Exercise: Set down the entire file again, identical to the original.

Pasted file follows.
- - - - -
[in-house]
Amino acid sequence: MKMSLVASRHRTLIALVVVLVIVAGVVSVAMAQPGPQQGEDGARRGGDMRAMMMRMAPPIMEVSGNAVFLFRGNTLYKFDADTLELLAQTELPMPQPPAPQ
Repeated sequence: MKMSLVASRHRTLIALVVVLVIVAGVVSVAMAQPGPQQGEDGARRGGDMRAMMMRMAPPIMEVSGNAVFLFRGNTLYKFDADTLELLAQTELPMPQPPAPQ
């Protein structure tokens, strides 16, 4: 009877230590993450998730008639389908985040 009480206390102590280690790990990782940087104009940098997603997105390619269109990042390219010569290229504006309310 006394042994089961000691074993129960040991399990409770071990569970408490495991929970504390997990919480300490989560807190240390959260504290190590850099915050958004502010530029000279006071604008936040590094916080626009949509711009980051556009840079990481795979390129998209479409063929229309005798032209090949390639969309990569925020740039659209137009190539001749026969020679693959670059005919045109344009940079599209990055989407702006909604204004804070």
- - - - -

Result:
[in-house]
Amino acid sequence: MKMSLVASRHRTLIALVVVLVIVAGVVSVAMAQPGPQQGEDGARRGGDMRAMMMRMAPPIMEVSGNAVFLFRGNTLYKFDADTLELLAQTELPMPQPPAPQ
Repeated sequence: MKMSLVASRHRTLIALVVVLVIVAGVVSVAMAQPGPQQGEDGARRGGDMRAMMMRMAPPIMEVSGNAVFLFRGNTLYKFDADTLELLAQTELPMPQPPAPQ
């Protein structure tokens, strides 16, 4: 009877230590993450998730008639389908985040 009480206390102590280690790990990782940087104009940098997603997105390619269109990042390219010569290229504006309310 006394042994089961000691074993129960040991399990409770071990569970408490495991929970504390997990919480300490989560807190240390959260504290190590850099915050958004502010530029000279006071604008936040590094916080626009949509711009980051556009840079990481795979390129998209479409063929229309005798032209090949390639969309990569925020740039659209137009190539001749026969020679693959670059005919045109344009940079599209990055989407702006909604204004804070």